Patients need to be encouraged by health care workers to disclose their status. However, studies of interventions to facilitate disclosure are lacking. Social institutions like the church, nongovernmental organizations (NGOs), and food aid services play a crucial role in issues ranging from creating awareness about the illness, mobilizing support, facilitating treatment, and promoting adherence [16, 42, 48]. For instance, in an evaluation program about the impact of family nutritional support during the first year of antiretroviral treatment in the west Africa region, family nutritional support for persons living with HIV initiating antiretroviral treatment showed a positive impact after six months .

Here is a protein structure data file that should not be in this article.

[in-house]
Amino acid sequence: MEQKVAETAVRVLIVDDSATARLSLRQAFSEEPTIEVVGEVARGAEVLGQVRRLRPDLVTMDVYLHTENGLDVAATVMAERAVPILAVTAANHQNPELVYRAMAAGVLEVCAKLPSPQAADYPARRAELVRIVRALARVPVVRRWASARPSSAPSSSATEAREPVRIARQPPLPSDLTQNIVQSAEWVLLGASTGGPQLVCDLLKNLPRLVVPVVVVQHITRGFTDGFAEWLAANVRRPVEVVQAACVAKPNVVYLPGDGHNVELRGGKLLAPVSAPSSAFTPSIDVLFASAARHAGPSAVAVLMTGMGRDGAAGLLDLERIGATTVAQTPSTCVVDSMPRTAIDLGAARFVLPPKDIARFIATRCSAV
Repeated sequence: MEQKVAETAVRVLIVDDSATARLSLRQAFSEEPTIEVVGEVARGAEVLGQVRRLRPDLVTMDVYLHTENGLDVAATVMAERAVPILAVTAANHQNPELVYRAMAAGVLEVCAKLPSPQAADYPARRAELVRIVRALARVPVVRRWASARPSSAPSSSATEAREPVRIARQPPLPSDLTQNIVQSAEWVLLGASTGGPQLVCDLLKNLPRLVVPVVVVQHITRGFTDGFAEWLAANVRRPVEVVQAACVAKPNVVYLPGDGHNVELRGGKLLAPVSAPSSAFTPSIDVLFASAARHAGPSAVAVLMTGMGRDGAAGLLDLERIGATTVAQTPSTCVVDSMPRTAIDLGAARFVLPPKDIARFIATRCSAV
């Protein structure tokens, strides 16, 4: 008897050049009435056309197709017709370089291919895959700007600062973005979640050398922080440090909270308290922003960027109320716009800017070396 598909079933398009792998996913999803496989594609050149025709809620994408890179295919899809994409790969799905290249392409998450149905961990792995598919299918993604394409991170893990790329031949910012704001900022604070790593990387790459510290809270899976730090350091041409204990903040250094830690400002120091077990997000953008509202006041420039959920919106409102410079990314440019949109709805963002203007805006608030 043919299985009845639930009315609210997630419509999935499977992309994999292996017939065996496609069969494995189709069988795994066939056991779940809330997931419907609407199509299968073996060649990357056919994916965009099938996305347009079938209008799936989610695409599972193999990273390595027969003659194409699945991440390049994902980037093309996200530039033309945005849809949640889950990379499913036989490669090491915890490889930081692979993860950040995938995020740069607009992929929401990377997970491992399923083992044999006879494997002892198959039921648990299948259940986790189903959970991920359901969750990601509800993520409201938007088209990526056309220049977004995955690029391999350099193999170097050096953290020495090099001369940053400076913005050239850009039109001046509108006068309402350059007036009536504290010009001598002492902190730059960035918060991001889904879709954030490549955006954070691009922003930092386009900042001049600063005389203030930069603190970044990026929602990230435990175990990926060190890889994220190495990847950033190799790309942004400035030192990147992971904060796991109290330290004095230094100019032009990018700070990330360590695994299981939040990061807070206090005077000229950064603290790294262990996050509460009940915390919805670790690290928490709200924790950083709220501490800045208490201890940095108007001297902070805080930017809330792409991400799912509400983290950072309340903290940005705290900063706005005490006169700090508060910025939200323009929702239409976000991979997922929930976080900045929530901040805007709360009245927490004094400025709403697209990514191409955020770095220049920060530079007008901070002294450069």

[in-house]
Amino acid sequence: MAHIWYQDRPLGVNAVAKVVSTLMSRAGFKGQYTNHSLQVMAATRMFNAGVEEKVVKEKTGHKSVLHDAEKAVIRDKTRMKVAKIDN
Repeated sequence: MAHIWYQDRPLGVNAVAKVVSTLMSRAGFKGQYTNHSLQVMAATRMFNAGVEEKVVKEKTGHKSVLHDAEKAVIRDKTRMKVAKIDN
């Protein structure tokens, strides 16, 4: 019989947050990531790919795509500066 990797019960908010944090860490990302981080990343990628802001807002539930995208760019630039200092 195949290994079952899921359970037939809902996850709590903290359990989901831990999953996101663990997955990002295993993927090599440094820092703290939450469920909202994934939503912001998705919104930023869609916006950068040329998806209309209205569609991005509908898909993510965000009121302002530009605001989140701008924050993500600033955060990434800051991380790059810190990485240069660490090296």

Drug abuse and alcohol consumption are factors that further threaten proper adherences to ART. Studies have consistently shown that active alcohol use and substance abuse makes it more difficult for patients to adhere to treatment [50–53]. For instance, in Botswana nearly 40 percent of the patients surveyed admitted missing a dose because of alcohol consumption . Similar studies also indicate that alcohol is highly related to reduced adherence . A systematic review in 2009 found that HIV/AIDS patients that used alcohol are 50–60% more likely to adhere less to their prescribed medications .
The patterns of infection have been shown to vary globally depending on the social and economic conditions of the country affected, with poverty having a significant role as a social determinant of HIV/AIDS and the spread of the virus as well as access and adherence to ART treatment [42, 56].